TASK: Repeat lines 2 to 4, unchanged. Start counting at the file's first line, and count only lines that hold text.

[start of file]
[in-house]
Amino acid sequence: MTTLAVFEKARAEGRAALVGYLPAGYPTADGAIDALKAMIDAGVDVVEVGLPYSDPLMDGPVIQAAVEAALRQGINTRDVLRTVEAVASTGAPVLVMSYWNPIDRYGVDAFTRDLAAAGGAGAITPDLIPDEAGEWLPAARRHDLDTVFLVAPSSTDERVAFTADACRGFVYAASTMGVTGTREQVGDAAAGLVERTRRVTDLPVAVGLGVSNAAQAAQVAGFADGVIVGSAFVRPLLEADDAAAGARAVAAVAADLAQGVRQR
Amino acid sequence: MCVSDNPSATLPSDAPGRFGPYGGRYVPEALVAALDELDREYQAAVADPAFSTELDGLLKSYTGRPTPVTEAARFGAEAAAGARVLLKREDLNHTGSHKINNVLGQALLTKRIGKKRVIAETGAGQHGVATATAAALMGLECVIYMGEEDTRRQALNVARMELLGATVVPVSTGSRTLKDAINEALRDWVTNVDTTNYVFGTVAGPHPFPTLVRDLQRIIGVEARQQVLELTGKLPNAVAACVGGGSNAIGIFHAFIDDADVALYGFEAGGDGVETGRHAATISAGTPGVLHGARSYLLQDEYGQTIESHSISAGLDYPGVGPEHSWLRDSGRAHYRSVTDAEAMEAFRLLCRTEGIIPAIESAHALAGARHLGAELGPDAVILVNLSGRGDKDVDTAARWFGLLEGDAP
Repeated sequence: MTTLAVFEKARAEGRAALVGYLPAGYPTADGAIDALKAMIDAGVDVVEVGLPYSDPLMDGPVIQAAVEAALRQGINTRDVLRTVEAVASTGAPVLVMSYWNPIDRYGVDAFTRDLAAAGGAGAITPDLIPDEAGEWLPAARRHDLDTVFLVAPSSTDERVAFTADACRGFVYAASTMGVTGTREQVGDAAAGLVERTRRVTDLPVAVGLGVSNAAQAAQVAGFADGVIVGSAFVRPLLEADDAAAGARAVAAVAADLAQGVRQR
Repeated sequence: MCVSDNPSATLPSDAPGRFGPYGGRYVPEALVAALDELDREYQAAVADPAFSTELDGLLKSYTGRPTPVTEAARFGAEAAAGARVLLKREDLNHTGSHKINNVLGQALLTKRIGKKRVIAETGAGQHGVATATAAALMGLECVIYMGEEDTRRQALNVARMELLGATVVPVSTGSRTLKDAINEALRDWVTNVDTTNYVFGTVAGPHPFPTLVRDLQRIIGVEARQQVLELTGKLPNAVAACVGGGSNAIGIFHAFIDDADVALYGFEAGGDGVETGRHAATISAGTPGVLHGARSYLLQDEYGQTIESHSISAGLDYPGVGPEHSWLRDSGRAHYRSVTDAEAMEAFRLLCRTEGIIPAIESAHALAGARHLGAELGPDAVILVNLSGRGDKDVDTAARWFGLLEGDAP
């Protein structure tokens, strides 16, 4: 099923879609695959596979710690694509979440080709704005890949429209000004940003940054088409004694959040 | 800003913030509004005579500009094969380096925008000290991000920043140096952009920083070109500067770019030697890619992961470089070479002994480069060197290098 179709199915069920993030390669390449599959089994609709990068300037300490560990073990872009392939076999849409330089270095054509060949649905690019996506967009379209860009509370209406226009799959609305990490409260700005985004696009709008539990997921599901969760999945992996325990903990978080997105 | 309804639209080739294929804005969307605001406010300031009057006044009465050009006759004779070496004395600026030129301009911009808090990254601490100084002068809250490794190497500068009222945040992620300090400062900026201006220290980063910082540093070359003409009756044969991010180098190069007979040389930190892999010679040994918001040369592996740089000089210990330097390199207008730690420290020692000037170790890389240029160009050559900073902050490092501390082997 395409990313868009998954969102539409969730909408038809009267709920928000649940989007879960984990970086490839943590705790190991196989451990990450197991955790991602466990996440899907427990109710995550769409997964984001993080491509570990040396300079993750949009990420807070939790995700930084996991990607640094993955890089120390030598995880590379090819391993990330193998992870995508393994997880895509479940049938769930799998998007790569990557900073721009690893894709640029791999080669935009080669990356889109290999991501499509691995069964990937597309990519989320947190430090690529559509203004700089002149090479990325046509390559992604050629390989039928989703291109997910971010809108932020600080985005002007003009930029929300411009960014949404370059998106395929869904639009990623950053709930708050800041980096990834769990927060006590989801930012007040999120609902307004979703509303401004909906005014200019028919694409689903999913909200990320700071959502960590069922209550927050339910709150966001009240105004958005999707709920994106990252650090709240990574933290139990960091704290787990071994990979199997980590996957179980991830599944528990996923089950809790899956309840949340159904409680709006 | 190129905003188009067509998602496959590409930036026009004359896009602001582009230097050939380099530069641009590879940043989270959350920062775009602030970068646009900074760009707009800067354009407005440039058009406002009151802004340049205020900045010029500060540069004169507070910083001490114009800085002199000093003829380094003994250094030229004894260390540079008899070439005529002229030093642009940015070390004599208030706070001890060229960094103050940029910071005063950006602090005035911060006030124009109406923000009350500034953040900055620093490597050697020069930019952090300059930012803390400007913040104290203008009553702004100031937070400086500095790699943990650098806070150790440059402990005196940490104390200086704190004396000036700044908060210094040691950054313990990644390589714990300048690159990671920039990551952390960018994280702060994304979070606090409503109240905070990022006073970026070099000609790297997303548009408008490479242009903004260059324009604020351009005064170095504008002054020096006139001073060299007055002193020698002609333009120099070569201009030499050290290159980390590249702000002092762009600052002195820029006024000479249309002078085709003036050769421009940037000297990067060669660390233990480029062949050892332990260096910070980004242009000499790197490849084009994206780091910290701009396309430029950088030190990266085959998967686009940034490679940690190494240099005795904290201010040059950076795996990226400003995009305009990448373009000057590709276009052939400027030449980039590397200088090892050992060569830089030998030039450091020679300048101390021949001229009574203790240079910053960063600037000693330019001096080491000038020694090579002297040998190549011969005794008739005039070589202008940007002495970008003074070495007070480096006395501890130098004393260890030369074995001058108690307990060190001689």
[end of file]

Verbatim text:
Amino acid sequence: MTTLAVFEKARAEGRAALVGYLPAGYPTADGAIDALKAMIDAGVDVVEVGLPYSDPLMDGPVIQAAVEAALRQGINTRDVLRTVEAVASTGAPVLVMSYWNPIDRYGVDAFTRDLAAAGGAGAITPDLIPDEAGEWLPAARRHDLDTVFLVAPSSTDERVAFTADACRGFVYAASTMGVTGTREQVGDAAAGLVERTRRVTDLPVAVGLGVSNAAQAAQVAGFADGVIVGSAFVRPLLEADDAAAGARAVAAVAADLAQGVRQR
Amino acid sequence: MCVSDNPSATLPSDAPGRFGPYGGRYVPEALVAALDELDREYQAAVADPAFSTELDGLLKSYTGRPTPVTEAARFGAEAAAGARVLLKREDLNHTGSHKINNVLGQALLTKRIGKKRVIAETGAGQHGVATATAAALMGLECVIYMGEEDTRRQALNVARMELLGATVVPVSTGSRTLKDAINEALRDWVTNVDTTNYVFGTVAGPHPFPTLVRDLQRIIGVEARQQVLELTGKLPNAVAACVGGGSNAIGIFHAFIDDADVALYGFEAGGDGVETGRHAATISAGTPGVLHGARSYLLQDEYGQTIESHSISAGLDYPGVGPEHSWLRDSGRAHYRSVTDAEAMEAFRLLCRTEGIIPAIESAHALAGARHLGAELGPDAVILVNLSGRGDKDVDTAARWFGLLEGDAP
Repeated sequence: MTTLAVFEKARAEGRAALVGYLPAGYPTADGAIDALKAMIDAGVDVVEVGLPYSDPLMDGPVIQAAVEAALRQGINTRDVLRTVEAVASTGAPVLVMSYWNPIDRYGVDAFTRDLAAAGGAGAITPDLIPDEAGEWLPAARRHDLDTVFLVAPSSTDERVAFTADACRGFVYAASTMGVTGTREQVGDAAAGLVERTRRVTDLPVAVGLGVSNAAQAAQVAGFADGVIVGSAFVRPLLEADDAAAGARAVAAVAADLAQGVRQR